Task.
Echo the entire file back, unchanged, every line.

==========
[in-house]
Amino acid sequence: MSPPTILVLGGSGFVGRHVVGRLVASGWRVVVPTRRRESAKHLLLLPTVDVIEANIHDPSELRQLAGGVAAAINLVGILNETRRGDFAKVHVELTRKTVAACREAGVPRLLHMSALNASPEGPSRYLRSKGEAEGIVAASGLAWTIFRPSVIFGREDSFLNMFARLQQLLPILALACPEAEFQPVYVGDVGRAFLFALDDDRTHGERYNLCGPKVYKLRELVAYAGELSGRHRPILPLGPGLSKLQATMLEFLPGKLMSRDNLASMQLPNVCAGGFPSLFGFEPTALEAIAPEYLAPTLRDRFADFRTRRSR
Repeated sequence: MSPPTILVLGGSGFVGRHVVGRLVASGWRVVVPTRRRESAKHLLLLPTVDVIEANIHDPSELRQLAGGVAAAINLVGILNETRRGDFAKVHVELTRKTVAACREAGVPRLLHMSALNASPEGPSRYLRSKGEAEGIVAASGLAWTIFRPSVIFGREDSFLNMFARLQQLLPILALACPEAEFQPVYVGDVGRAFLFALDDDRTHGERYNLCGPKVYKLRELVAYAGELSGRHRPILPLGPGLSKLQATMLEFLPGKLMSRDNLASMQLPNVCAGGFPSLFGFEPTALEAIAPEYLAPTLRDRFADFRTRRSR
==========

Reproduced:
[in-house]
Amino acid sequence: MSPPTILVLGGSGFVGRHVVGRLVASGWRVVVPTRRRESAKHLLLLPTVDVIEANIHDPSELRQLAGGVAAAINLVGILNETRRGDFAKVHVELTRKTVAACREAGVPRLLHMSALNASPEGPSRYLRSKGEAEGIVAASGLAWTIFRPSVIFGREDSFLNMFARLQQLLPILALACPEAEFQPVYVGDVGRAFLFALDDDRTHGERYNLCGPKVYKLRELVAYAGELSGRHRPILPLGPGLSKLQATMLEFLPGKLMSRDNLASMQLPNVCAGGFPSLFGFEPTALEAIAPEYLAPTLRDRFADFRTRRSR
Repeated sequence: MSPPTILVLGGSGFVGRHVVGRLVASGWRVVVPTRRRESAKHLLLLPTVDVIEANIHDPSELRQLAGGVAAAINLVGILNETRRGDFAKVHVELTRKTVAACREAGVPRLLHMSALNASPEGPSRYLRSKGEAEGIVAASGLAWTIFRPSVIFGREDSFLNMFARLQQLLPILALACPEAEFQPVYVGDVGRAFLFALDDDRTHGERYNLCGPKVYKLRELVAYAGELSGRHRPILPLGPGLSKLQATMLEFLPGKLMSRDNLASMQLPNVCAGGFPSLFGFEPTALEAIAPEYLAPTLRDRFADFRTRRSR